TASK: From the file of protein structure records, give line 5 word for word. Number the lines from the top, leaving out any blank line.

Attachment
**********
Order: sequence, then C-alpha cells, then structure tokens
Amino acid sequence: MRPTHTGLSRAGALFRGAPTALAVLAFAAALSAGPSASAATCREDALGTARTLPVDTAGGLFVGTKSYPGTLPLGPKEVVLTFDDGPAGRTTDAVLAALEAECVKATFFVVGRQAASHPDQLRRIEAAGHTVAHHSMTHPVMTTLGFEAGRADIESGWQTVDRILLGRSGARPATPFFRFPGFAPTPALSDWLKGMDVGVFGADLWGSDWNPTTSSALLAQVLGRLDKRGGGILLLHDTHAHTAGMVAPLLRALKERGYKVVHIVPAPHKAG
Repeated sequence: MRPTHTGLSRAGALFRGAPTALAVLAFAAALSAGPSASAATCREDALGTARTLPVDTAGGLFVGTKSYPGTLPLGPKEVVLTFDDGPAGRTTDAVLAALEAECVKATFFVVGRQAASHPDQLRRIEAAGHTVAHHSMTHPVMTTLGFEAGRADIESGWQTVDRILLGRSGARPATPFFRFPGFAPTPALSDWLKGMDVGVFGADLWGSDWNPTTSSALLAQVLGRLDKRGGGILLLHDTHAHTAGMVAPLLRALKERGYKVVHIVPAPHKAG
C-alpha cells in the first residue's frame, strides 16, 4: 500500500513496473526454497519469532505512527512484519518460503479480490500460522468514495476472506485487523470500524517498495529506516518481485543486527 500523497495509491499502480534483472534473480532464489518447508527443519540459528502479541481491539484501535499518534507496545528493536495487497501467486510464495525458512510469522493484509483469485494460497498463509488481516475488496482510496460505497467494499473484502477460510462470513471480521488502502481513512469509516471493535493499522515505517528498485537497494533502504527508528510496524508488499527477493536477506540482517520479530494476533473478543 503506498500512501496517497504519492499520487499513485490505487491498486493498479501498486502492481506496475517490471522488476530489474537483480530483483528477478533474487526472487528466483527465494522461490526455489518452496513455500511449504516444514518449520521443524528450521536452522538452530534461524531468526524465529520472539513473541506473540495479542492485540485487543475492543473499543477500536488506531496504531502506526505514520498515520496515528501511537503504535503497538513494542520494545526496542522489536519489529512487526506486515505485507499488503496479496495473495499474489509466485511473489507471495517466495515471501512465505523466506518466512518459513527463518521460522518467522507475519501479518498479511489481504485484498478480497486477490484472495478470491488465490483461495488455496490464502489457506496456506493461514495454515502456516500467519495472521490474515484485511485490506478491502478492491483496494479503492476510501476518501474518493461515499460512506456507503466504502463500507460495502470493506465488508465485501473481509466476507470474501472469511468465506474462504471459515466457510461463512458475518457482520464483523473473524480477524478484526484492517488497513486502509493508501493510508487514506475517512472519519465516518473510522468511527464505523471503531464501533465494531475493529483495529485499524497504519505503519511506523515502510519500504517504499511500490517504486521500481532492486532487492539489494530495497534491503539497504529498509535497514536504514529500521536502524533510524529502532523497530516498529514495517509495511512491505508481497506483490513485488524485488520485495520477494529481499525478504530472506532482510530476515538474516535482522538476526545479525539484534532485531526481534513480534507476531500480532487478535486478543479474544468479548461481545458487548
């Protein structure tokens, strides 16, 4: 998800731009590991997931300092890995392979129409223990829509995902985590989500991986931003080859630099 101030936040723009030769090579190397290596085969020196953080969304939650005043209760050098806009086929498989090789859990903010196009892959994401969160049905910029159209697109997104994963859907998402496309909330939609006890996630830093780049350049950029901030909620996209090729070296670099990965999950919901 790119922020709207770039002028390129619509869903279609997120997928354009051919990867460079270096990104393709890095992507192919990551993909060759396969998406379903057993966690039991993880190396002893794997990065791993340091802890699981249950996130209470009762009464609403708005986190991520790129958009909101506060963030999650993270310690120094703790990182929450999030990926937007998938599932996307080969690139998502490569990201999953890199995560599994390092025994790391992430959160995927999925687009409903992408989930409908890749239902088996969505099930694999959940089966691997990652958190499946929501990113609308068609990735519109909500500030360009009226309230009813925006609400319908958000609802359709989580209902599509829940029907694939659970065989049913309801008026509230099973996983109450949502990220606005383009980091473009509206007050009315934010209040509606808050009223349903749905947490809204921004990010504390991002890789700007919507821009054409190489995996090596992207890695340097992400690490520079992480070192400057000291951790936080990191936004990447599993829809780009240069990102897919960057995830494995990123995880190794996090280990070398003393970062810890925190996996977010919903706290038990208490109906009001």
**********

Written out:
């Protein structure tokens, strides 16, 4: 998800731009590991997931300092890995392979129409223990829509995902985590989500991986931003080859630099 101030936040723009030769090579190397290596085969020196953080969304939650005043209760050098806009086929498989090789859990903010196009892959994401969160049905910029159209697109997104994963859907998402496309909330939609006890996630830093780049350049950029901030909620996209090729070296670099990965999950919901 790119922020709207770039002028390129619509869903279609997120997928354009051919990867460079270096990104393709890095992507192919990551993909060759396969998406379903057993966690039991993880190396002893794997990065791993340091802890699981249950996130209470009762009464609403708005986190991520790129958009909101506060963030999650993270310690120094703790990182929450999030990926937007998938599932996307080969690139998502490569990201999953890199995560599994390092025994790391992430959160995927999925687009409903992408989930409908890749239902088996969505099930694999959940089966691997990652958190499946929501990113609308068609990735519109909500500030360009009226309230009813925006609400319908958000609802359709989580209902599509829940029907694939659970065989049913309801008026509230099973996983109450949502990220606005383009980091473009509206007050009315934010209040509606808050009223349903749905947490809204921004990010504390991002890789700007919507821009054409190489995996090596992207890695340097992400690490520079992480070192400057000291951790936080990191936004990447599993829809780009240069990102897919960057995830494995990123995880190794996090280990070398003393970062810890925190996996977010919903706290038990208490109906009001």